The 1,050-mile long Iditarod Trail, much of which is wholly impassable in the other seasons, becomes a major highway into the Interior throughout the winter. And one doesn't have to plan to go the whole distance to get on the trail for a sunny morning of skiing, snowmachining or even mountain biking. Guides will also take people on sled dog outings any distance of the way to Nome. It is there for everyone's use as long as the winter lasts. Just imagine sliding silently through the woods all bundled in furs with the mists of the dogs' breaths rising over their rolling backs ahead of you and the mountains steeped in violet Alpenglow above.
Neither does one have to avoid these mountains just because it's winter. All over Alaska, mountaineers are seeking out high, cornice ridges and wind-blown summits that may not be nearly as accessible in the summer. Whether in Juneau, Haines, Valdez or even Anchorage, heli-skiing has become a popular way to get up a mountain just to ski down it. Also in Valdez, considered by some to be the ice-climbing capital of the world, the numerous waterfalls that tumble out of the nearby mountains in the summer, are an ice-climbers' frozen pinnacles in the winter. You can see them dangling hundreds of feet above roadways and valleys, clawing their way up like tiny beetles.
For those who don't want that much excitement, there is Fur Rendezvous, a 10 day-long festival that takes place in Anchorage in late February. It commemorates the trappers and hunters of the old days coming to town to sell and trade their furs and pelts. Now it is a collage of arts and crafts, shows and music, snowshoe softball games and even a competitive snowball fight. It's highlight, though, are the fireworks and the three-day long World Champion Sled Dog Race, whose course winds through city streets and along bike trails on its way in and out of the nearby wilderness. Nor is this only place one can watch instead of participate in a sport in Alaska during the winter.
All over the state there are spectator sports galore, including dog mushing, snowmachine races, ice carving and snow sculpting competitions, downhill skiing races and more. In February, the Iron Dog snowmachine race roars over 2,200 miles up and back the Iditarod Trail. Then in early March the famous Iditarod Trail Sled Dog race itself starts. For the next two weeks, more than 70 mushers and just under 1,200 dogs race north along the trail, through crystal forests, up wide, frozen rivers and even out onto the windswept Bering Sea just to see who will cross under the famous big burl arch on Main Street in Nome first.
And don't think that this race is for experienced mushers alone. There are guides available to anyone who wants to take part in this once-in-a-lifetime event. They will outfit you, teach you how to mush and guide you every step of the way. Or if you want to just go along for the ride, you can do that as well and it doesn't have to be in the Iditarod. Whether out beneath the shadow of Mount McKinley, through the deep of the Wrangell-Saint Elias Range, or just around town, there are eager dog teams ready to accommodate you.
The Iditarod isn't the only competitive winter sport in Alaska, though. There are also venues where anyone can compete in the great outdoors of Alaska. A truly unique event is the Bering Sea Ice Golf Classic, which is played with orange balls out on the ice pack of the Bering Sea. Those who want to work a little harder can take part in a variety of other races, such as cross-country ski races, snowshoe races and even triathlons. Almost every city in Alaska has at least one race like these at some point in the winter. In Anchorage, for instance, there is the 50-kilometer Tour of Anchorage cross-country ski race which takes place in early March on trails that run from one end of the city to the other. Anyone not wishing to race quite that far could ski the 25 and 40-kilometer race routes.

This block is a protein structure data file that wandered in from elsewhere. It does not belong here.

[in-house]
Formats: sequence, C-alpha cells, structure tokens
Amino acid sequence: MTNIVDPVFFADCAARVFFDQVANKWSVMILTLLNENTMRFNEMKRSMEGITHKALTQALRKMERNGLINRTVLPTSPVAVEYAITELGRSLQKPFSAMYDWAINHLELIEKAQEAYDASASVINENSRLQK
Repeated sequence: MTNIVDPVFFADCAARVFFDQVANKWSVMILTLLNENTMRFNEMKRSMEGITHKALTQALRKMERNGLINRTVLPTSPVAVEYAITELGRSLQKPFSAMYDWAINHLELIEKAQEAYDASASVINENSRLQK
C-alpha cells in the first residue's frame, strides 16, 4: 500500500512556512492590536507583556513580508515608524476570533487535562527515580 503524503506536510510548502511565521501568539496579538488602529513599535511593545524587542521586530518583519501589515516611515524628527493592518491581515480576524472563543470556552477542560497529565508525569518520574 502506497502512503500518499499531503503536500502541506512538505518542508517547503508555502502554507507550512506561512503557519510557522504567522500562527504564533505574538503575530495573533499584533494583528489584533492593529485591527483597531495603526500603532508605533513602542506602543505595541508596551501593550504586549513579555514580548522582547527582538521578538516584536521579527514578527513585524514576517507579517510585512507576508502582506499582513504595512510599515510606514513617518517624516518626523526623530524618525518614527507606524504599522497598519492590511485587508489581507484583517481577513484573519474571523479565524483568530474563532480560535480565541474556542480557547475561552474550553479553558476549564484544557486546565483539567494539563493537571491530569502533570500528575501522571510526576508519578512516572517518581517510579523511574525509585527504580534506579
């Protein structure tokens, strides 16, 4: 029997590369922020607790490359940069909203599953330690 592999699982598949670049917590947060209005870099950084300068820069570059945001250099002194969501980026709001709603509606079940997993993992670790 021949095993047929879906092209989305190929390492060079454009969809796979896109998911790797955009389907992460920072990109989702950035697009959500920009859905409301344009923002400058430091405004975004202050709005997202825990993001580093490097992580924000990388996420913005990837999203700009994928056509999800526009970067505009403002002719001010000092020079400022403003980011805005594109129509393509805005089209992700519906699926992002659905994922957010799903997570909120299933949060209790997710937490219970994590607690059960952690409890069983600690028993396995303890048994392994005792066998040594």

For the downhill skier who wants to go real fast on a real steep mountain, there are the death-defying antics of the Extreme Skiing Championship in Valdez, recently resurrected during Tailgate Alaska. A real winter adventure can be found in the Iditarod Invitational. This 350-mile race to McGrath or 1,000-mile race to Nome, is self-propelled race up the famous Iditarod Trail. On a clear day, one can even see Mount McKinley rising out of the frigid plains to the north-a view without which no visit to Alaska is ever complete. The annual spring Slush Cup offers a colorful option for downhill fanatics at Alyeska Resort in Girdwood. Competitors donning zany costumes ski or ride down mountain and attempt to skim across the 90-foot pond, many finding themselves face down in the water. The winner receives a season pass for the upcoming ski and snowboard season and it provides a lot of laughs and photo opportunities for spectators.
So it is that skiers, snowmachiners, snowshoers, snowboarders, walkers, bicyclists and runners continue go out every day and play all winter long. Not now, though. The day of play was over. People were home sipping hot chocolate or wine and soaking their tired muscles in a hot tub, or maybe they were relaxing in front of an old movie or eating out in some bright restaurant downtown.
The ravens were gone as well. But their shadows still haunted the dark air overhead. Standing on the frozen bluffs in the cold hours of the night with the north wind pulling at my hair and tugging at my parka I imagined I could still see them-just as I'd just seen them that morning-twisting and turning, hopping and hovering in the cold blasts of the north wind. Tomorrow, they'd be back again, their black feathers iridescent as gemstones in the long, bright sunlight of the late November and their cooing and cawing filling the air with coarse laughter. I'd be back then too; and I wouldn't be alone. Others like myself would come to play and sport in the winter sun. But all our play would be as nothing compared to the play of the Corvus Corax-the uncommon "common raven"-who has mastered the simple art of play to a height we mere humans can barely hope to equal and certainly not surpass, although we try again, and again and again.
Shawn Lyon is an outdoor writer and hiking guidebook author who doesn't let the winters in Alaska slow him down. He revels in the quiet beauty this season brings to the North.